- Global media company Bloomberg reports that the Nigerian economy is facing disaster.
- Refusal to devalue the naira criticised amid the global slump in oil prices.
- Nigerian equity said to be one of the worst performing figures in the world.
The crisis faced by the Nigerian economy just got a lot worse.
Central bank Governor Godwin Emefiele on Tuesday resisted repeated calls to weaken the naira despite a plunge in oil prices that has slashed revenue in Africa’s biggest crude producer.
He stuck to his foreign-exchange restrictions that have led to capital flight, curbed output in the continent’s largest economy and led to the naira dropping to a record low on the black market.
READ ALSO: PDP attacks Lai Mohammed over 2016 budget
Emefiele gave no indication in his monetary policy committee statement that he is ready to ease controls even though they have been widely panned by investors, criticized by businesses and questioned by lawmakers.
That is set to deepen the crisis for an economy that grew at its slowest pace in 16 years in 2015, is facing inflation of 10% and a record budget deficit to pay government salaries and build roads and power plants.
“There is pressure but there is no way of exerting market discipline on the Nigerian central bank,” Ayodele Salami, the chief investment officer at Duet Asset Management in London.
“We need to see a collapse in growth. It is not yet gone into territory where they have to panic. If growth was to be 1% or even go negative, I think that would definitely be the key thing that would persuade the central bank to move.”
Imports restricts and devaluation
The economy probably expanded 3% last year, the slowest pace since 1999, and is set to grow 4.1% in 2016, according to the International Monetary Fund.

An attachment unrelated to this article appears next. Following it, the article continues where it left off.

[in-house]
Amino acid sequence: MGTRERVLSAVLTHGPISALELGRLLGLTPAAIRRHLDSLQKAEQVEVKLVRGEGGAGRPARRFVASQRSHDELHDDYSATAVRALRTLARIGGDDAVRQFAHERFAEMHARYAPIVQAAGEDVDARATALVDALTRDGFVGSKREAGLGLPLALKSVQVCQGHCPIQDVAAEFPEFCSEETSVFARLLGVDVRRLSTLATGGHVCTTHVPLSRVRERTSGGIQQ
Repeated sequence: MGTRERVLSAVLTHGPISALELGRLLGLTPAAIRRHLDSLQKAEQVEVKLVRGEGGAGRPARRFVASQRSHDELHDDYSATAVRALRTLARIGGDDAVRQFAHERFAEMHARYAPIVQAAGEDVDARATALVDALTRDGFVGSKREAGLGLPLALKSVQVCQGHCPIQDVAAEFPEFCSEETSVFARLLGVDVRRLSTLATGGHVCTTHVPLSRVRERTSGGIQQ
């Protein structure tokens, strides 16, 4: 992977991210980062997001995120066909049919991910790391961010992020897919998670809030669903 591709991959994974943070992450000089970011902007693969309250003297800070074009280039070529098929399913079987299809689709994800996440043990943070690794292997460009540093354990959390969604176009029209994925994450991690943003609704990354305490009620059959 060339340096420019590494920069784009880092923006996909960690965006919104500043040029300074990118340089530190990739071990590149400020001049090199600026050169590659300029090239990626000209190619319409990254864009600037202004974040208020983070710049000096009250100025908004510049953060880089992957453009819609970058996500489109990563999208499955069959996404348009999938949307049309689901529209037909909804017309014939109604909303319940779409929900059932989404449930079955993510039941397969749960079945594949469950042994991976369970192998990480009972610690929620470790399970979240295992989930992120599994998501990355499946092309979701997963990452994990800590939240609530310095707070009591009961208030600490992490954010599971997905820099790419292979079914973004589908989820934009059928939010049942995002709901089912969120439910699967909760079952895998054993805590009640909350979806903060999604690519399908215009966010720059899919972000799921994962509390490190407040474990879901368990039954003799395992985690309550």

The central bank has effectively pegged the naira at 197 to 199 per dollar since March by restricting imports of products from glass to wheelbarrows, halting supply of foreign currency to exchange bureaus and all but shutting down the interbank market with trading limits.
While Emefiele acknowledged the need for improving liquidity, he said policy makers were also committed to naira stability.
Nigeria has resisted devaluation while oil-producing nations from Angola to Russia and Mexico have let their currencies weaken.
The naira was trading at about 306 per dollar on the black market on Tuesday. Naira forwards soared after Emefiele’s speech, suggesting traders have lowered their expectations of a devaluation.
Naira three-month non-deliverable forwards rose to 229.25 per dollar at 6 a.m. on Wednesday in Lagos, from 250.5 on Tuesday.
“Oil has gone lower than anyone thought it was going to and that didn’t change their mind,” said John Ashbourne, an economist at Capital Economics Ltd. in London.
“A weaker economy didn’t change their mind, and now you have a huge gap between the parallel market and the official market and that hasn’t changed their mind either,” he said.
“I’m not sure what would be the sort of straw that breaks the camel’s back.”
Confidence and interest rates dropping
The currency controls have knocked investor confidence, with foreign inflows dropping by 32% last year, the Nigerian Stock Exchange said in a report on it’s website on December 19.
The benchmark equity index is down 17% this year, the worst performer globally after gauges in Shanghai, Saudi Arabia and Hong Kong.
The central bank has favored lowering interest rates to help support growth in the hope that banks will boost lending.
The MPC reduced the benchmark rate by 200 basis points to 11% in November and kept it unchanged on Tuesday.
“The bank wants to encourage credit and stimulate the economy,” said Lanre Buluro, an analyst at Primera Africa Securities Ltd..
“However, I don’t see the banks lending in the near term because of low economic activity.”
Dithering over devaluation
Emefiele has the backing of President Muhammadu Buhari, who has said he does not favor a currency devaluation.
Buhari took office last year on a wave of optimism to fix the economy, fight corruption and combat attacks by Boko Haram militants.
“The president has indicated that he does not believe that a devaluation is the appropriate thing to do at this time,” said Ike Chioke, chief executive of Afrinvest West Africa Ltd..
“It appears the decision on foreign exchange has been moved to a level above the central bank.”
If you want to keep track of the issues and events that will effect the economy and the strength of the Naira, you can read our updates on the price of oil and the Naira - US Dollar exchange rate on the parallel market.
If you want a sneak peak, here's one of our fantastic infographics on the naira and crude oil prices.